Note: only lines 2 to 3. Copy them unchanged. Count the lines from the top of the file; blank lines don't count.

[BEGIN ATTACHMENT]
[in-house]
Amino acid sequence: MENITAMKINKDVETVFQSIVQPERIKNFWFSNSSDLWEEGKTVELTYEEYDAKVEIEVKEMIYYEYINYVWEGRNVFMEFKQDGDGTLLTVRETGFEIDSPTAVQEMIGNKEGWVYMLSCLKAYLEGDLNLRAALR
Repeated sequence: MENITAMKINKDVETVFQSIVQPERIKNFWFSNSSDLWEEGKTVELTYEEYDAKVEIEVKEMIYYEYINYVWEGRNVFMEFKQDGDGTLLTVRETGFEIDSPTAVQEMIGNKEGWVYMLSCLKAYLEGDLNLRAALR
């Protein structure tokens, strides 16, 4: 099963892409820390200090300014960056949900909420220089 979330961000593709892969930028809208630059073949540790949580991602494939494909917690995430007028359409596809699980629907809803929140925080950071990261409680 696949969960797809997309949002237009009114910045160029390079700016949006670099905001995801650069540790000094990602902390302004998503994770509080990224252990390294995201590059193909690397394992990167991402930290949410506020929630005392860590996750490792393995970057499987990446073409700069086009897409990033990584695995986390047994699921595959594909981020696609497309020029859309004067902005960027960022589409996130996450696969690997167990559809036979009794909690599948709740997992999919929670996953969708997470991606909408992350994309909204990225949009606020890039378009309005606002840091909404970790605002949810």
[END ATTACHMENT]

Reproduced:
Amino acid sequence: MENITAMKINKDVETVFQSIVQPERIKNFWFSNSSDLWEEGKTVELTYEEYDAKVEIEVKEMIYYEYINYVWEGRNVFMEFKQDGDGTLLTVRETGFEIDSPTAVQEMIGNKEGWVYMLSCLKAYLEGDLNLRAALR
Repeated sequence: MENITAMKINKDVETVFQSIVQPERIKNFWFSNSSDLWEEGKTVELTYEEYDAKVEIEVKEMIYYEYINYVWEGRNVFMEFKQDGDGTLLTVRETGFEIDSPTAVQEMIGNKEGWVYMLSCLKAYLEGDLNLRAALR